Hi, I’m I.Y., a Japanese participant for the 2013 US-Japan Youth Exchange DC program. I’m 17 years old and I have spent all the days in Japan. Therefore, this is my first visit to US, as well as having a life in US. I have been having really exciting and fascinating time in here, so I would like to share one of those in this blog today.
On the 3rd day of our program, we first had two noble guests, Mr. Terry Shima and Ms. Saki Takasu to gave us the story about their Japanese American experiences. Their stories really made me think about one’s loyalty and identity. Before today, I just thought that being Japanese American is advantageous to their lives for they can have both qualities at the same time and they can enjoy two worlds, cultures at the same time in their lives. However, having their stories, I indirectly faced to the reality about being a Japanese American and I noticed that I was really biased. It was also thoughtful for me when I heard about what Japanese did to the Americans during the WWII. It was a great opportunity for me to learn the “dark side” of Japan especially from Mr. Terry Shima’s own experience because I could hardly find those facts from our Japanese textbooks.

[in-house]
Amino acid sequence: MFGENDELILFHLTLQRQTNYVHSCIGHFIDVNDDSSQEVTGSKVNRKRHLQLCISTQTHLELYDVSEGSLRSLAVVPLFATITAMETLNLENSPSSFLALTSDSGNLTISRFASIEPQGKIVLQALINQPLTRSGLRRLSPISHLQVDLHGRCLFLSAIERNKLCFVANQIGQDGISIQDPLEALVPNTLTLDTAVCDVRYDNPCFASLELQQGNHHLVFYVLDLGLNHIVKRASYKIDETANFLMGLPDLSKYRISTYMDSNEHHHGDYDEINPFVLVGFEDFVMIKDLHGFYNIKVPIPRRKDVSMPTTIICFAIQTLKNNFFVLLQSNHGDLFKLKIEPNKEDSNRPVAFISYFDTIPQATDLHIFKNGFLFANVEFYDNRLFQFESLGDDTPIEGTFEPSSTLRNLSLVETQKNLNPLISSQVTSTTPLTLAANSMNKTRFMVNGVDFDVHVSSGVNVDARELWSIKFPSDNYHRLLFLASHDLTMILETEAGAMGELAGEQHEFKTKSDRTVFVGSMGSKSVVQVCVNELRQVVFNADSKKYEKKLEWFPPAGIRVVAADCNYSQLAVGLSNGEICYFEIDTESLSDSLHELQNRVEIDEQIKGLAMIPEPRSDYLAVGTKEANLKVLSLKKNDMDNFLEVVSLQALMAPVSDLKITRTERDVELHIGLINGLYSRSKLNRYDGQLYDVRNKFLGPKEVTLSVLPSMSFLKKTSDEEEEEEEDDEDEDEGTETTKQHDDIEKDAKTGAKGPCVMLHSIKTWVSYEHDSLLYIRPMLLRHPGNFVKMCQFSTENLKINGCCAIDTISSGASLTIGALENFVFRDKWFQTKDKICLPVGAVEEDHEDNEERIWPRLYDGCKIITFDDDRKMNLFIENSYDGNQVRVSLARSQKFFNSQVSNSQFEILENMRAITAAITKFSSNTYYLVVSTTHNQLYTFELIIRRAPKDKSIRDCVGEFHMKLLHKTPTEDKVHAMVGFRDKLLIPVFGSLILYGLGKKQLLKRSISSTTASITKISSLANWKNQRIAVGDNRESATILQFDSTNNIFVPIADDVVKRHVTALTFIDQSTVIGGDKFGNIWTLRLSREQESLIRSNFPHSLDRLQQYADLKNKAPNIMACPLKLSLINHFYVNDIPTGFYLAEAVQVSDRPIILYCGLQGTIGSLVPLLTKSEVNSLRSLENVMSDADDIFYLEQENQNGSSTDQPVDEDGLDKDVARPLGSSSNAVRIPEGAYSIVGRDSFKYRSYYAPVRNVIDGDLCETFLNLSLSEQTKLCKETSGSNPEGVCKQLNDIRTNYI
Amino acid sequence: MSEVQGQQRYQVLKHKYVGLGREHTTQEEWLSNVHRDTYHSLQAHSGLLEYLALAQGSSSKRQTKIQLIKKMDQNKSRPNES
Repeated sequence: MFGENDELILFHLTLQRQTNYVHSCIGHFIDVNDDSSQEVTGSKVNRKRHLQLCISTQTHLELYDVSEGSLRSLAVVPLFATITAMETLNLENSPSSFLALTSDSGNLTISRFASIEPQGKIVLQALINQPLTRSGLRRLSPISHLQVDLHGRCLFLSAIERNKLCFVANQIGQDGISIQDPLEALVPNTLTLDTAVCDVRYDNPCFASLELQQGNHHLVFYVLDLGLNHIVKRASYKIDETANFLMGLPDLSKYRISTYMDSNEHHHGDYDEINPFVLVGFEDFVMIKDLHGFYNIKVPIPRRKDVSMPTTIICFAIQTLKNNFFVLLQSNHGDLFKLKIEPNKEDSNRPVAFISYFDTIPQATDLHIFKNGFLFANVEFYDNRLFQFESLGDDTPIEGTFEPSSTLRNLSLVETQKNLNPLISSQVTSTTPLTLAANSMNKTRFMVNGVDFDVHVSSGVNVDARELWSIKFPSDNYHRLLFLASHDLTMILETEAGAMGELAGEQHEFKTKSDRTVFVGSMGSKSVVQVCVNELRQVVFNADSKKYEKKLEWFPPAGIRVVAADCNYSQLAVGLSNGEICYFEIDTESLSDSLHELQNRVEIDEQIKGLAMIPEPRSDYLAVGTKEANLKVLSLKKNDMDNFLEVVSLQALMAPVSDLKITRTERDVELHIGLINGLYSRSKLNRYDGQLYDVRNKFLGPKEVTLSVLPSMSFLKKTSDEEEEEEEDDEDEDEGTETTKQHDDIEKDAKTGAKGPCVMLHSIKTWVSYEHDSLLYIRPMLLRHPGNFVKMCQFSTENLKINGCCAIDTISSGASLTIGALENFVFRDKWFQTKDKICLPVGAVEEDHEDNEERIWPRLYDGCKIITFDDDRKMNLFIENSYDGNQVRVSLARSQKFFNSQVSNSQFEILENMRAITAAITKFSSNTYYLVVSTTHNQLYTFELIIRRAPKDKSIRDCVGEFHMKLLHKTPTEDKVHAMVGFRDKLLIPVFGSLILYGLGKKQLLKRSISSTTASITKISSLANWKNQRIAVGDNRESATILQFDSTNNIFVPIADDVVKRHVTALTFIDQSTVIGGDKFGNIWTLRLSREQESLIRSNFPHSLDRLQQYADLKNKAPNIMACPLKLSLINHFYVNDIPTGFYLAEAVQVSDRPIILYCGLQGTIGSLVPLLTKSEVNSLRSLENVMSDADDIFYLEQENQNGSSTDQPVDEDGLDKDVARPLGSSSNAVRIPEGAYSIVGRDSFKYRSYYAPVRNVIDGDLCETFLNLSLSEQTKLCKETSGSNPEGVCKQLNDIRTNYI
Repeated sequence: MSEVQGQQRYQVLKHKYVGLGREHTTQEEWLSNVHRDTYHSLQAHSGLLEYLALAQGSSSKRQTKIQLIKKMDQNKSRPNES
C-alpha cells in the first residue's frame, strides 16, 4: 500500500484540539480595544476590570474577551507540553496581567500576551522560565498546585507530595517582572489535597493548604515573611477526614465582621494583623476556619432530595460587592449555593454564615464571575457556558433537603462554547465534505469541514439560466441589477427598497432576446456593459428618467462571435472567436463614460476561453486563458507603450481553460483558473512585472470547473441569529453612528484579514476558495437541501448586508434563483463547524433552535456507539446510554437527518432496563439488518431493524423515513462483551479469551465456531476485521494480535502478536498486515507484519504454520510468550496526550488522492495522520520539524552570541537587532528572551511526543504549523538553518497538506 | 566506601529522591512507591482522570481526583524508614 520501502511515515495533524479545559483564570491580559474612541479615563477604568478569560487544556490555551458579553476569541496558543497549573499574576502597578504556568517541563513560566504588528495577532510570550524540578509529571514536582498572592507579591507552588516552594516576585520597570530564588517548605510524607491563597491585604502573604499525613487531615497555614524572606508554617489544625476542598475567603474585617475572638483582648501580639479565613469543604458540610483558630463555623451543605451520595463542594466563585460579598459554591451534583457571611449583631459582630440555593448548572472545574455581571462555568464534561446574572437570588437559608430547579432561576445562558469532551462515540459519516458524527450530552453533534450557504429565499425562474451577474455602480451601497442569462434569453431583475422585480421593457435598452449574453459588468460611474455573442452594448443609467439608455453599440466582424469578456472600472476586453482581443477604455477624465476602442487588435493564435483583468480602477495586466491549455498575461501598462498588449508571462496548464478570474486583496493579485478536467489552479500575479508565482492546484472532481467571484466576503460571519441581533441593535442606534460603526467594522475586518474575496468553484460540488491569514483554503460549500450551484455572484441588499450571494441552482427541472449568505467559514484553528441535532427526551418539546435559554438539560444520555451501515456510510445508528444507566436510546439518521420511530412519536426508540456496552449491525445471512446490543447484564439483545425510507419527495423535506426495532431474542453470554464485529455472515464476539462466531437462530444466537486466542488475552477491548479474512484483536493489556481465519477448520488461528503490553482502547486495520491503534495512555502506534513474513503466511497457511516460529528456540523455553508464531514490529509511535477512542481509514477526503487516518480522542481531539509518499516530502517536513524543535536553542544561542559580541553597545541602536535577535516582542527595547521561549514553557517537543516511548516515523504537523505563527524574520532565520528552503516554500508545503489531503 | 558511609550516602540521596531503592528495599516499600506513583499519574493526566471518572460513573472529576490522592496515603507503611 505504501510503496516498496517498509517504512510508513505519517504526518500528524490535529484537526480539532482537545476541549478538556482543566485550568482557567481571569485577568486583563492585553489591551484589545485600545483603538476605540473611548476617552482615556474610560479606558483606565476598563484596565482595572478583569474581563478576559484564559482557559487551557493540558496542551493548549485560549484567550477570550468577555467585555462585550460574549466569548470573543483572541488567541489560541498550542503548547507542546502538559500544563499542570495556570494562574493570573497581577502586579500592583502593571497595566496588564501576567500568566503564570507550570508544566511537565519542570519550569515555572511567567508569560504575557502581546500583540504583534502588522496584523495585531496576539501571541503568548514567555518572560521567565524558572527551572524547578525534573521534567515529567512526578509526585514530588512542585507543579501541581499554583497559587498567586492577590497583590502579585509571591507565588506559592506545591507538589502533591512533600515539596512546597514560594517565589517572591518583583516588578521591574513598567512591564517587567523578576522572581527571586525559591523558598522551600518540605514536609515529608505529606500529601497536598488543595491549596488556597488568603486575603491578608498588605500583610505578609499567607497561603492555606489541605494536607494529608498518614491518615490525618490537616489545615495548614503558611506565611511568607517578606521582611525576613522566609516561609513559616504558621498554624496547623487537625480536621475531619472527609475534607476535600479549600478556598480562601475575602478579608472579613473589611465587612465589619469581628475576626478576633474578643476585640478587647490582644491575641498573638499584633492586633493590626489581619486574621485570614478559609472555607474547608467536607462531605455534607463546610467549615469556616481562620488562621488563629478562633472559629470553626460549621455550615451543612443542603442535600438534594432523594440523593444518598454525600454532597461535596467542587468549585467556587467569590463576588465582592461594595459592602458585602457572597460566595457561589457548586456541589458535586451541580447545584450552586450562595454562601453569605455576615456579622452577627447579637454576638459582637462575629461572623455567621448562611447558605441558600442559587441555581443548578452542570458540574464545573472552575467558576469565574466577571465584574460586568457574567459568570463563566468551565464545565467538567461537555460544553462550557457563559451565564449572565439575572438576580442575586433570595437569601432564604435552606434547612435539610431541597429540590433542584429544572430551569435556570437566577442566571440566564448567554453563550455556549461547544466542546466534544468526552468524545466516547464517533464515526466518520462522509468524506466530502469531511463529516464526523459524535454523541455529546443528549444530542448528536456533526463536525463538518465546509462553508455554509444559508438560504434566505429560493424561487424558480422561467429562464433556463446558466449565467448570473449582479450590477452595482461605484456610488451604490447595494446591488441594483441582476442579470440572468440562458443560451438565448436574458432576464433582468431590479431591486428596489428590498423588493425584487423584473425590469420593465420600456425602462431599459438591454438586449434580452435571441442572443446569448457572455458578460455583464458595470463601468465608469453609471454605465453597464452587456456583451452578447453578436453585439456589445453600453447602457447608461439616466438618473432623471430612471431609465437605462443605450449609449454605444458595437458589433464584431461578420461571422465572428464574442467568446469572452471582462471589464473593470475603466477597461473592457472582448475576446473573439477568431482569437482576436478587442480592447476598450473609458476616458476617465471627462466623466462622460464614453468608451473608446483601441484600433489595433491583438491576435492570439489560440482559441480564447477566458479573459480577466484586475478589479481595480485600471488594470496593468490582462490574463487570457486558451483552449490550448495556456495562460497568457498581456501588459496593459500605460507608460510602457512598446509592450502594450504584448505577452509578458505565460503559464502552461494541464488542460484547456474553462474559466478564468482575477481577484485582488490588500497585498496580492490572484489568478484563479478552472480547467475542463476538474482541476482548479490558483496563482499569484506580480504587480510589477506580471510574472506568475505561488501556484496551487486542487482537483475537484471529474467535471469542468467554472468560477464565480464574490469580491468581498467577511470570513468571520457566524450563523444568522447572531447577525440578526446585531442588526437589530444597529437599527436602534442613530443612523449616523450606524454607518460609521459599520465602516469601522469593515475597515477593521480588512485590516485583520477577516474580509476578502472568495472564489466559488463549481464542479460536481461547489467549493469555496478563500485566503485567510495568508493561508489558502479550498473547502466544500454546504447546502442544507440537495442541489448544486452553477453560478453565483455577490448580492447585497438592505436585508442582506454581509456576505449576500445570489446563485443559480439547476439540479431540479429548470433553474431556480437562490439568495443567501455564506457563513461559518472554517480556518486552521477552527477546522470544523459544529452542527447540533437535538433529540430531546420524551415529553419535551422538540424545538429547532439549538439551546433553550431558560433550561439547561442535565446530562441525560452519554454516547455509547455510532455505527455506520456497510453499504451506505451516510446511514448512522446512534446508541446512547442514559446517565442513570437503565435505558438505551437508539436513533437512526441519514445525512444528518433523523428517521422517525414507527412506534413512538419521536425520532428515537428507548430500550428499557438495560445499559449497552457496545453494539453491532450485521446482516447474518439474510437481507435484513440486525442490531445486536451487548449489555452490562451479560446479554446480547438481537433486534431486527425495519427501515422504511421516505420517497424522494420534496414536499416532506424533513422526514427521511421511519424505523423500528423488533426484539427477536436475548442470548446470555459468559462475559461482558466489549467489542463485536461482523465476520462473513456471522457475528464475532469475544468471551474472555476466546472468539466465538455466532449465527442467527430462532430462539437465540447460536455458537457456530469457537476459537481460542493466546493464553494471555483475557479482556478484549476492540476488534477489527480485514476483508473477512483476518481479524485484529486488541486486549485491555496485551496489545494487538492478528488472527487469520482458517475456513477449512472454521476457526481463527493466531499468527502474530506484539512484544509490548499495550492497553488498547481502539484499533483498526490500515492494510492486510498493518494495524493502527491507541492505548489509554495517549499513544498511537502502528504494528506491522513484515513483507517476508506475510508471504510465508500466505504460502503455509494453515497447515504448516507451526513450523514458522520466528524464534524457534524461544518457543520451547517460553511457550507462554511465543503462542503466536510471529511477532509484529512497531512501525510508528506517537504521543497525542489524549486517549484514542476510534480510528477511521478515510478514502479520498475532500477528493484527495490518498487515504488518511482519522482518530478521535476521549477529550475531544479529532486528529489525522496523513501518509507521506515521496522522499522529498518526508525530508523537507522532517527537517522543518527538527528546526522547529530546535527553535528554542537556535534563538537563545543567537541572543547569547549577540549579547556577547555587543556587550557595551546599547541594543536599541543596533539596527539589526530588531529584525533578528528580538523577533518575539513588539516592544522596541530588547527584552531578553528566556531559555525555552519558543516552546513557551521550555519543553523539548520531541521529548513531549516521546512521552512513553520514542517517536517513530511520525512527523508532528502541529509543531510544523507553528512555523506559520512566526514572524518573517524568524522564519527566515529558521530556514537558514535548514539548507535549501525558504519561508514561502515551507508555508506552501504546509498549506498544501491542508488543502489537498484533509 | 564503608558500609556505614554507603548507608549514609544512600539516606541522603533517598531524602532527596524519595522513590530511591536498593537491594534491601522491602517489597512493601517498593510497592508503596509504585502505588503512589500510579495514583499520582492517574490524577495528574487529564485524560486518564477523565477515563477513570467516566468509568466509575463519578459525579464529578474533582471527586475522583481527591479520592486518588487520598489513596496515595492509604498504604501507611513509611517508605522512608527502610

After that, we visited to the Capitol Hill. We met with Mr. Mike Honda, a Japanese American U.S. representative for California, and had some talk on the hallway. Though he was such a busy man, he had managed his time for us. One of his words: “no one is neutral. You can’t be neutral. Everyone must be standing either side,” gave me something really to think of. It was again the thoughtful quotes for me. Then we enjoyed a lunch in Longworth Cafeteria and had a Capitol tour. We also visited to the Japanese Memorial and the Smithsonian’s National Air and Space Museum after that. I was glad to see the Japanese Memorial because I thought people hardly forget horrible things happened in the past if we have this kind of memorial.
It was such a nice-thoughtful day for me today.
Keio Shonan Fujisawa High School